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Brunello di Montalcino Vineyards

The View of The Critics on The 2018 Brunello di Montalcino Vintage

2018 Brunello di Montalcino.

We are starting to see releases of the 2018 vintage of Brunello di Montalcino, Tuscany’s world-renowned 100% Sangiovese wines. But what is the style of the vintage, and what can we expect in relation to the previous years?


The overall headline comes courtesy of James Suckling: 2018 Brunello di Montalcino is ‘cool and classic.’


Kerin O’Keefe joins in the praise, adding ‘For Brunello fans who love fragrant wines with energy, elegance and balance, you are going to love the soon-to-be-released 2018s. I haven’t been this excited by a recent vintage since the classic 2013s were released five years ago.’

Eric Guido over at, assesses the overall quality spectrum. ‘At the top level, many of the 2018 Brunellos come across as quite Burgundian in nature, where a combination of vividly dark, ripe fruit, balanced acidity and refined tannins add a brilliant dimension that shines already today yet promises a steady and prosperous evolution over time. At the lower level, and sometimes in the midrange, the wines often remind me of Beaujolais or a lighter-styled Rosso. They are charming and fruit-forward, like a basket of fresh berries, followed by a delicate and often-semisweet expression on the palate, but lacking the depth of concentration and tannic structure to mature over time.’

With the freshness and more classic style of the vintage, there is also more terroir transparency than in the preceding warm vintages, something that is being increasingly exploited with the production of more single vineyard Brunello wines. There are individual sites that have really shone in 2018 and are worth a special effort to seek out, with wines from around the hill of Montosoli doing particularly well.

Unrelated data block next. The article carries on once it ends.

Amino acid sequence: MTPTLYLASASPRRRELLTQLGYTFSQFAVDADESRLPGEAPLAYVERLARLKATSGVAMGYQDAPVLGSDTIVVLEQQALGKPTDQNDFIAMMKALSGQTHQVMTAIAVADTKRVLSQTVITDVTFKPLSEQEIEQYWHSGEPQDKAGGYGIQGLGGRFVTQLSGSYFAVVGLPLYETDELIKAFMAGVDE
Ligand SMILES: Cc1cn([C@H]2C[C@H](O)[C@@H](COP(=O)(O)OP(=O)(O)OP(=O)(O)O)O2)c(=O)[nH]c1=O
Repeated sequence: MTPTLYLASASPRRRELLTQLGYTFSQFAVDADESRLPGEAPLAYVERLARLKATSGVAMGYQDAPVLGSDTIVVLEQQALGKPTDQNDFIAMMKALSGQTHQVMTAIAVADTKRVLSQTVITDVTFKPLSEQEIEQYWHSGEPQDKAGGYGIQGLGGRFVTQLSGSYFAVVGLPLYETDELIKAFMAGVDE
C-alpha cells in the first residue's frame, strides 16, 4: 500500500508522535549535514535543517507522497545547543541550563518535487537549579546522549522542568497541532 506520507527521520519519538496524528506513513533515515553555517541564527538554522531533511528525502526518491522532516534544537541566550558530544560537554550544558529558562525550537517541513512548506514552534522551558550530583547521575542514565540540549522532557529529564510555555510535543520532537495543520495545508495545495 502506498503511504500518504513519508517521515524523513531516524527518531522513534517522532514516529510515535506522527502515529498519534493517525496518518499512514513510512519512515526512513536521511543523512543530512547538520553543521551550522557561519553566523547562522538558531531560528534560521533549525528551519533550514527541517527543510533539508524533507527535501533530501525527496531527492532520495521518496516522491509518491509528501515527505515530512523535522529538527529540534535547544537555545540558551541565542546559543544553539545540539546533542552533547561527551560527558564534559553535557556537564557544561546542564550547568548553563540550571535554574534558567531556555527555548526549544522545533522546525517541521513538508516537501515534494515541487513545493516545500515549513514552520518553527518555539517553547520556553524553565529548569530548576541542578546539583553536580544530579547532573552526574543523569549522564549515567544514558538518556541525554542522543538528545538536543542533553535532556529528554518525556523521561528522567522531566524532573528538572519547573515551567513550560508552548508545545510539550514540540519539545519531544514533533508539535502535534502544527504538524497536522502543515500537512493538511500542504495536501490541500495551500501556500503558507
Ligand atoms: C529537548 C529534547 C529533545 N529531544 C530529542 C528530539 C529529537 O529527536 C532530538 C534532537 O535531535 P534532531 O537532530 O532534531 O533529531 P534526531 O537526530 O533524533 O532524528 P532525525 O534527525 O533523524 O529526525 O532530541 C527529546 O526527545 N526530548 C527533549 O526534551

Despite the good quality of the 2018 vintage, there are some producers that have opted not to produce Riservas and will put all fruit into their ‘straight’ Brunello.


There has been a lot of discussion around the Riserva category of late. Certain vintages are not suited to that extra year in the cellar (whether in oak, or in bottle) but the shrewd decision must surely be to focus on the non-Riserva category in a cooler year such as 2018. Another year in oak may not benefit the overall balance of these wines.

Valdicava has decided not to bottle a 2018 at all, but this is not a situation that is mirrored across the region. In fact, Guido nails it when he calls 2018 ‘a question of both location and producer… conditions in the north drastically differed from those in the south.’ It is a year to be carefully selective, but this careful selection will surely reward the savvy buyer.

2018 comes on back of the 2017 vintage, a year marked by extreme heat, and critical opinion on the majority of those ’17 Riservas starting to hit the market is muted to say the least.

For O’Keefe, there is plenty to like about the best wines, both in the immediacy and for the future. ‘Most of the 2018s are going to be drinking beautifully right out of the gate, thanks to their refined tannins. But don’t let this fool you: these are not lightweights. While they don’t have the massive structures that have become common in Brunello recently, many are full-bodied while others are medium-bodied, and the best have the vibrancy and intensity to age well until 15-20 years after the harvest, while some will age even longer.’

Vinum will be keeping tabs on all the key releases, but if you are specifically interested in securing the wines of certain estates, please do let us know at [email protected]

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